Suddenly, fracking doesn't look as though it will live up to the optimistic assessments of those multi-nationals drilling across Canada and the United States giving assurances that there will be no environmental repercussions of any note; don't worry, be happy. Don't be concerned, in other words about the thousands of old wells in Alberta and Saskatchewan that have been sealed (inadequately in many cases) and abandoned and which now pose a hazard for 'communicating' with new drilling for shale gas.

"Frack hits" are not solely a concern for Canada. They have occurred from Texas to northeast British Columbia. Fracking operators often have no knowledge of whether they are drilling too close to other wells where the 'communications' between those wells can present a serious safety and environmental hazard; fracking fluids and the chemicals within them ending up in other wells. Some incidents have been responsible for spilling thousands of wastewater, fracking fluids, oil and gas.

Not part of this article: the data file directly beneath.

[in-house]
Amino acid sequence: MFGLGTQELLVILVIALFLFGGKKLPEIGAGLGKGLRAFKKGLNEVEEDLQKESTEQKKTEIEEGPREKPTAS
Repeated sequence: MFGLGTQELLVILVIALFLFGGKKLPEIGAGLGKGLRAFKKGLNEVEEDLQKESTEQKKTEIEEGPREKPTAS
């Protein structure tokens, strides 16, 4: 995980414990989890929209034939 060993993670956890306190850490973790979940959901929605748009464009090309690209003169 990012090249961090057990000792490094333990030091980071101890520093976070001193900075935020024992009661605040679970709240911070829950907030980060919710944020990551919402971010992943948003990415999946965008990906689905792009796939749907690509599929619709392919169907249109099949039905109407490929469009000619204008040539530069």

A report published in September by University of Waterloo researchers warned that decommissioned wells "constitute the seepage pathway of greatest risk for hydraulic fracking fluids." Unintended consequences that could interfere with future plans to possibly desalinize water from deep underground aquifers in a world requiring more potable water, represent one nightmare scenario. Oil and gas operations could also compromise a future plan to sequester carbon dioxide deep underground.